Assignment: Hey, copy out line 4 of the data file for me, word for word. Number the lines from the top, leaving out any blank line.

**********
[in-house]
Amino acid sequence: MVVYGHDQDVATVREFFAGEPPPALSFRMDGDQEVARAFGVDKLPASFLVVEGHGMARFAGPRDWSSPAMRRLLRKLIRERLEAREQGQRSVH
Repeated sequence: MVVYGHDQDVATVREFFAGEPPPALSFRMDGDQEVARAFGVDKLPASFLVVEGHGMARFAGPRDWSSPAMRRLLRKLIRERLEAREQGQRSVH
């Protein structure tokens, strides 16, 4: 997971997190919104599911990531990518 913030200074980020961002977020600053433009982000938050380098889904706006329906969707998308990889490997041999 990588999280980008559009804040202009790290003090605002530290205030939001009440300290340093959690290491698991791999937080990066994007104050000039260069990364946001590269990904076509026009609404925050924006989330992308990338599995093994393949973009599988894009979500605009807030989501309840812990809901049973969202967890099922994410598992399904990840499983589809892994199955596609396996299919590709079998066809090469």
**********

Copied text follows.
């Protein structure tokens, strides 16, 4: 997971997190919104599911990531990518 913030200074980020961002977020600053433009982000938050380098889904706006329906969707998308990889490997041999 990588999280980008559009804040202009790290003090605002530290205030939001009440300290340093959690290491698991791999937080990066994007104050000039260069990364946001590269990904076509026009609404925050924006989330992308990338599995093994393949973009599988894009979500605009807030989501309840812990809901049973969202967890099922994410598992399904990840499983589809892994199955596609396996299919590709079998066809090469």